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Monday, 25 May 1998
Page: 3043


Senator Watson asked the Assistant Treasurer, upon notice, on 1 December 1997:

With reference to a recent statement from the Australian Taxation Office that the office had appointed six officers to oversee tax issues in relation to people visiting Australia for the Olympic Games 2000:

(1) Can an outline be provided of: (a) the scope of their duties; (b) the purpose of their appointment; and (c) matters that visitors and employees coming to Australia for the purpose of the Olympics should be aware of in respect of income tax, superannuation guarantee charge, capital gains tax and fringe benefits tax.

(2) Is it a fact that, under international tax treaty provisions, people may be exempt from income tax, fringe benefits tax and capital gains tax, however, there would be no exemption from the superannuation guarantee charge.


Senator Kemp (Assistant Treasurer) —The answer to the honourable senator's question is as follows:

(1) (a) The duties of this team are not confined to issues related to the Olympics. The team was established to deal with taxation issues in respect of major sporting and entertainment events, including the Olympics. Their duties include:-

. providing the Australian Taxation Office (ATO) view in respect of technical and administrative matters;

. undertaking a review of current tax legislation relative to participants in major international sporting and entertainment events;

. facilitating the ATO's involvement in the Commonwealth's `whole of Government' approach in respect of the Olympic Games by participating in various Government forums related to the holding of this event.

(1) (b) The purpose of the team is to provide an ATO co-ordination point for advice in respect of persons who participate in major international sporting and entertainment events. Resident and non-resident individuals or organisations can obtain advice from this team in respect of taxation issues arising from their participation in the Sydney 2000 Olympic Games and other major international sporting and entertainment events.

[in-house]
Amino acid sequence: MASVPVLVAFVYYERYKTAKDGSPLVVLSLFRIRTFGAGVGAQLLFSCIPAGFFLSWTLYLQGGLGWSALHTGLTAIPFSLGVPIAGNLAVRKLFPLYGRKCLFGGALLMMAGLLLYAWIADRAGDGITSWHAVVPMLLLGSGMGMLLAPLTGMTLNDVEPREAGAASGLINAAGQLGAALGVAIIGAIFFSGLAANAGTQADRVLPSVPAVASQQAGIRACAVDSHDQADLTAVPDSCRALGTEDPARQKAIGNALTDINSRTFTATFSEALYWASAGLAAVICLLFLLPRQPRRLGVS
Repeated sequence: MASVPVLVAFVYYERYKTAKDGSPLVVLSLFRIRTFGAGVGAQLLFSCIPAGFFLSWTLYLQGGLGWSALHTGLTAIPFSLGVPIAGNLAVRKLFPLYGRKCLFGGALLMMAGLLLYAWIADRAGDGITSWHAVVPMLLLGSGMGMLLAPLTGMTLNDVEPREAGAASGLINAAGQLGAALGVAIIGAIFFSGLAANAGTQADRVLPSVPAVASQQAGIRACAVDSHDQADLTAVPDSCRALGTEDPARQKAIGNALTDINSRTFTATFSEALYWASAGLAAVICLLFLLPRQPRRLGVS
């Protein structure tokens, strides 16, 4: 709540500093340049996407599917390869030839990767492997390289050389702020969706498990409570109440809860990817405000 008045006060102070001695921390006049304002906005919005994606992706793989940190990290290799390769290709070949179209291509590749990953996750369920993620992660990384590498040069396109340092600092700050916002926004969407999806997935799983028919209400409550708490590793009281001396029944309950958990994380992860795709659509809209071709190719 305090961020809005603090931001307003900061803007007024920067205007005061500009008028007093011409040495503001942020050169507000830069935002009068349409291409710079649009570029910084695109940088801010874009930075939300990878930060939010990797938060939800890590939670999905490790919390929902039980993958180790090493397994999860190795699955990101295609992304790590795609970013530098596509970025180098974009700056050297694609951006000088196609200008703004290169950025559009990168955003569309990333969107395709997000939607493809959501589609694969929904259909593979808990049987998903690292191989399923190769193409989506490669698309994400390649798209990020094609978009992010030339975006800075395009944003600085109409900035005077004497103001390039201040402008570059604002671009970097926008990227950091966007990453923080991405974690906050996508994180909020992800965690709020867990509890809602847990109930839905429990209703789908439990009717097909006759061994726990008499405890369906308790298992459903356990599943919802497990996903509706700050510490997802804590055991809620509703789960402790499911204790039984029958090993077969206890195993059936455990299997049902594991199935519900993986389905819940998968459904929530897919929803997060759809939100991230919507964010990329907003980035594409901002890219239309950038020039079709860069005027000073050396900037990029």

(1) (c) Non resident persons visiting Australia for the purposes of the Olympics will be subject to Australian tax law in respect of any income that they derive during their visit. Generally speaking, non residents are subject to Australian tax in respect of income that is sourced in Australia, however, because of the operation of the Double Taxation Agreements, (DTA) many visiting non residents who derive income in Australia in relation the Olympics may be taxed in their country of residence rather than in Australia.

Australia has entered into 37 DTAs. These agreements can vary as to the taxes covered, their scope, and the particular articles included. The agreements contain articles that will affect persons visiting for the Olympics including, the taxation of dependant and independent personal services, visiting entertainers and sports people, capital gains, and other types of income.

Non residents visiting Australia in relation to the Olympics may be subject to Australian capital gains tax if they dispose of a "taxable Australian asset". The term "taxable Australian asset" includes a number of categories of assets that are defined in the Income Tax Assessment Act including, land or interests in land in Australia, interests in Australian private companies and resident trusts, portfolio interests in Australian public companies and public unit trusts, and assets used in Australian businesses.

Employees visiting Australia for the Olympics will not be personally liable for fringe benefits tax (FBT) and the superannuation guarantee charge (SGC) as these amounts are levied on the employer and not the employee.

FBT is payable by employers on the value of certain fringe benefits that are provided to employees or their associates in respect of their employment. The main types of fringe benefits are car benefits, expense payments, housing benefits, living away from home allowances, entertainment, and transport.

An employer will be generally required to provide superannuation guarantee support for non resident employees who perform work in Australia in relation to the Olympics, however employees who hold a Class 413 (Executive Overseas) visa or entry permit are classed as exempt employees for superannuation guarantee purposes. Employees who receive wages of less that $450 per month will also be exempt.

(2) Double tax agreements, as mentioned above, can vary as to the taxes covered. However, they may cover taxing rights regarding income, the provision of fringe benefits and capital gains. They do not, however, exempt employers from the superannuation guarantee charge in respect of salary or wages paid to visiting non-resident employees.